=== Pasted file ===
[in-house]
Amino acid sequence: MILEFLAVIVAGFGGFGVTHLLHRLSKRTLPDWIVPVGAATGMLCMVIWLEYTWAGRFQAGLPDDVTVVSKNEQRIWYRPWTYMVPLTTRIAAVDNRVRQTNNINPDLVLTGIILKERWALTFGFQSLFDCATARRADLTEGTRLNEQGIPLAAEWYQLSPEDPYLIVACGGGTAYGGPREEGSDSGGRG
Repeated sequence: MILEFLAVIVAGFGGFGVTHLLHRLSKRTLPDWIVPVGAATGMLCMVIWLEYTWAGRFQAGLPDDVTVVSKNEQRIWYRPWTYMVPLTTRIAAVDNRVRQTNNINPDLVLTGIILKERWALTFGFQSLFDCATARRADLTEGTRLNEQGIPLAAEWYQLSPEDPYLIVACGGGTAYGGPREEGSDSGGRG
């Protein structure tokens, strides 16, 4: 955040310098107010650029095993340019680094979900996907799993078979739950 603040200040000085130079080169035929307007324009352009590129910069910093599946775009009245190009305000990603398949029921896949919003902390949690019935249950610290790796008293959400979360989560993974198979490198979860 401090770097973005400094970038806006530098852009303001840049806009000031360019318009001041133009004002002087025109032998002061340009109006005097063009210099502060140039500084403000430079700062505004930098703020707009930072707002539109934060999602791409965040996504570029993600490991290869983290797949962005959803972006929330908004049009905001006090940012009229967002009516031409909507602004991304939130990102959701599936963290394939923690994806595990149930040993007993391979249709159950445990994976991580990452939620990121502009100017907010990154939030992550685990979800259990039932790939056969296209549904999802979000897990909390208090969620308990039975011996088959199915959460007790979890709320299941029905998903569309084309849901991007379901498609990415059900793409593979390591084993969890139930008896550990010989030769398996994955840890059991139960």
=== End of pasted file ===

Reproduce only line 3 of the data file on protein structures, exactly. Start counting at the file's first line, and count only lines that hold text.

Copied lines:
Repeated sequence: MILEFLAVIVAGFGGFGVTHLLHRLSKRTLPDWIVPVGAATGMLCMVIWLEYTWAGRFQAGLPDDVTVVSKNEQRIWYRPWTYMVPLTTRIAAVDNRVRQTNNINPDLVLTGIILKERWALTFGFQSLFDCATARRADLTEGTRLNEQGIPLAAEWYQLSPEDPYLIVACGGGTAYGGPREEGSDSGGRG